Solution needed for deteriorating livestock sector

Solution needed for deteriorating livestock sector
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Namibian farmers have not exported any cattle to South Africa since the beginning of July.
The Namibia Agricultural Union - NAU - made the announcement in an NBC News interview in Windhoek on Tuesday.
The union says the current situation is the result of the new stringent import rules introduced by South Africa since the 1st of August.
NAU's Commodity Manager Harald Marggraff says the situation threatens the livelihood of farmers, who are already confronted by a severe drought.
Cattle prices have since dropped with about nine dollars per kilogramme from close to 20 dollars per kilogramme.
Namibia has been exporting about 280 000 cattle per year, especially weaners, to her southern neighbour.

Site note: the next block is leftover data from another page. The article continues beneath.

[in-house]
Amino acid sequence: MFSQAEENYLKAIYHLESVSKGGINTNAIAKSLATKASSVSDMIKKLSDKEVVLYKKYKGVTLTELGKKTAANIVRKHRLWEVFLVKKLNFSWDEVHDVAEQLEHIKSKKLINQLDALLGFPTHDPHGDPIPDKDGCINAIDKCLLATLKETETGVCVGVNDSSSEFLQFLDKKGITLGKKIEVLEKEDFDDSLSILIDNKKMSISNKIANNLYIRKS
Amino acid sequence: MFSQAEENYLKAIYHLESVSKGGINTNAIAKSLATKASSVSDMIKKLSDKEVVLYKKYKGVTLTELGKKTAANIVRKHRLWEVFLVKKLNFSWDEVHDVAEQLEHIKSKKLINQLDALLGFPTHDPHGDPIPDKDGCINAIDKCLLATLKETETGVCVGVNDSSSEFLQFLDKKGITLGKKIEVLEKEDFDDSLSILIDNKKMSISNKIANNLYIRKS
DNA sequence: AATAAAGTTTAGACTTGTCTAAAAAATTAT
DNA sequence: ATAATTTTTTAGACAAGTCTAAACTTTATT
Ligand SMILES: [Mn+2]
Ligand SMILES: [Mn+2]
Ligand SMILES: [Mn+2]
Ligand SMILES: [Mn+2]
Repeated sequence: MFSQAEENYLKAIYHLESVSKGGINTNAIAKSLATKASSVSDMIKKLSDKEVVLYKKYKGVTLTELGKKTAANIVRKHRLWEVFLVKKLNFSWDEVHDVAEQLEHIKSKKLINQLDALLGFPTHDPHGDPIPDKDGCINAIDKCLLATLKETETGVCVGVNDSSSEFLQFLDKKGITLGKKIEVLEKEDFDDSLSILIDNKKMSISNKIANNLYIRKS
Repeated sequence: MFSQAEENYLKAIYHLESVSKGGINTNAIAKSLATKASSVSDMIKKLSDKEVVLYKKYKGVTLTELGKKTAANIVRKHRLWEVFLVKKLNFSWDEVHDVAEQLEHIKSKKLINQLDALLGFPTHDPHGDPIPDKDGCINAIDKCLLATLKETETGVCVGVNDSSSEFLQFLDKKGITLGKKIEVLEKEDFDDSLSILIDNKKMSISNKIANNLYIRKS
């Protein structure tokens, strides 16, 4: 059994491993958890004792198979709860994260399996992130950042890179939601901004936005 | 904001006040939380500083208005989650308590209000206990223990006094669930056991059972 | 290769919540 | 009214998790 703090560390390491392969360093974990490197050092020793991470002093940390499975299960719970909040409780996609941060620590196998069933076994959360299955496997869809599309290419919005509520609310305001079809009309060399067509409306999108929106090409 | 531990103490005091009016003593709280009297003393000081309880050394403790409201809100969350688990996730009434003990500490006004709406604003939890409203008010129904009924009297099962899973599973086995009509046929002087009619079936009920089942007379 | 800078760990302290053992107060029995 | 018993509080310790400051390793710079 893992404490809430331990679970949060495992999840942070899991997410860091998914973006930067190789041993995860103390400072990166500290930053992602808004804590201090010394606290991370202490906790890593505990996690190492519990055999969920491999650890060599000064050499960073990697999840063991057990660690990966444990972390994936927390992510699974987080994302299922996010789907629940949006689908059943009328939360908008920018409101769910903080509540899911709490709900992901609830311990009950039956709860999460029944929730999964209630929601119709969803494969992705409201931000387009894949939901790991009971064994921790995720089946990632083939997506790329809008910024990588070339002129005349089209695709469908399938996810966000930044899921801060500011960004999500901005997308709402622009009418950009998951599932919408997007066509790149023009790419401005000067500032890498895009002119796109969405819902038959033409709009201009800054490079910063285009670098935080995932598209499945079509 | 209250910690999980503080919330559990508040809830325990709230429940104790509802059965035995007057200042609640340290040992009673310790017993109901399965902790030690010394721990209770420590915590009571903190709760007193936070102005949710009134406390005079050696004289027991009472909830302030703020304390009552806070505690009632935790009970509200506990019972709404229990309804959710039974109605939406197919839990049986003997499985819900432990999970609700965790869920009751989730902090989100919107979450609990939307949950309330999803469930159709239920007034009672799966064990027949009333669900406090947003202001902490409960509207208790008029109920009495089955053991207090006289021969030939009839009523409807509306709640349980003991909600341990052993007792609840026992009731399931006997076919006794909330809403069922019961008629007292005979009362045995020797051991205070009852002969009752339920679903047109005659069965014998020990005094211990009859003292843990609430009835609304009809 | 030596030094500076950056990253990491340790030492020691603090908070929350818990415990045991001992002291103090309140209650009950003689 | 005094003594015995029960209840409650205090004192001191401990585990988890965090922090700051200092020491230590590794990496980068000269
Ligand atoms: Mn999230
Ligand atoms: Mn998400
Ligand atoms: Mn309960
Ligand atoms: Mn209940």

The new regulations require the testing of Namibian livestock against tuberculosis and brucella before exports to South Africa.
Although Namibia will be able to meet the requirements, Marggraff describes the process as costly.
Marggraff, therefore, stresses the need for Meatco and the government to find an amicable solution to the deteriorating livestock sector.
He appeals to the Veterinary Services Directorate to speed up negotiations with Mauritius and Israel, the only countries interested in weaners from Namibia so far.
The current Chinese, Hong Kong, European Union, Norwegian and United States markets are mostly interested in oxen beef, as opposed to weaners.